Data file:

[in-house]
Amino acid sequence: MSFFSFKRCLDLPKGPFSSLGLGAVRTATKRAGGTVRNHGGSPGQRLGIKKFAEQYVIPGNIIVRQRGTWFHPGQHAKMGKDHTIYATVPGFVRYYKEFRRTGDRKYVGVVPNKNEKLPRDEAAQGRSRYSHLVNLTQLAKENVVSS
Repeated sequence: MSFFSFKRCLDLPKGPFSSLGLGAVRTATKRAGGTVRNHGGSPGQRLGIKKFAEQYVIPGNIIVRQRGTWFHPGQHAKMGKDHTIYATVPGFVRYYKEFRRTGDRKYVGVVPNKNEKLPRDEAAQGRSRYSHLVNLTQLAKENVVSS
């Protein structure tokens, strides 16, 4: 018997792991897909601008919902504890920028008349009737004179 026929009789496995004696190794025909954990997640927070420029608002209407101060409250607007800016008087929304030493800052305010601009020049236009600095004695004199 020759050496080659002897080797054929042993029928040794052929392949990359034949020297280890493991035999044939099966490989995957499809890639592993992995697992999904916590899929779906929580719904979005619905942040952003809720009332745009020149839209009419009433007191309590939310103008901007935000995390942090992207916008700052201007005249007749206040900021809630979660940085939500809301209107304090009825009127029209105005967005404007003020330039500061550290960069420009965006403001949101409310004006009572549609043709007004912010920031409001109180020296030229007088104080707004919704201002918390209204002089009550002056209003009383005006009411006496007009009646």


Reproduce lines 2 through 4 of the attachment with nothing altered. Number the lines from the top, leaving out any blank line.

Amino acid sequence: MSFFSFKRCLDLPKGPFSSLGLGAVRTATKRAGGTVRNHGGSPGQRLGIKKFAEQYVIPGNIIVRQRGTWFHPGQHAKMGKDHTIYATVPGFVRYYKEFRRTGDRKYVGVVPNKNEKLPRDEAAQGRSRYSHLVNLTQLAKENVVSS
Repeated sequence: MSFFSFKRCLDLPKGPFSSLGLGAVRTATKRAGGTVRNHGGSPGQRLGIKKFAEQYVIPGNIIVRQRGTWFHPGQHAKMGKDHTIYATVPGFVRYYKEFRRTGDRKYVGVVPNKNEKLPRDEAAQGRSRYSHLVNLTQLAKENVVSS
């Protein structure tokens, strides 16, 4: 018997792991897909601008919902504890920028008349009737004179 026929009789496995004696190794025909954990997640927070420029608002209407101060409250607007800016008087929304030493800052305010601009020049236009600095004695004199 020759050496080659002897080797054929042993029928040794052929392949990359034949020297280890493991035999044939099966490989995957499809890639592993992995697992999904916590899929779906929580719904979005619905942040952003809720009332745009020149839209009419009433007191309590939310103008901007935000995390942090992207916008700052201007005249007749206040900021809630979660940085939500809301209107304090009825009127029209105005967005404007003020330039500061550290960069420009965006403001949101409310004006009572549609043709007004912010920031409001109180020296030229007088104080707004919704201002918390209204002089009550002056209003009383005006009411006496007009009646």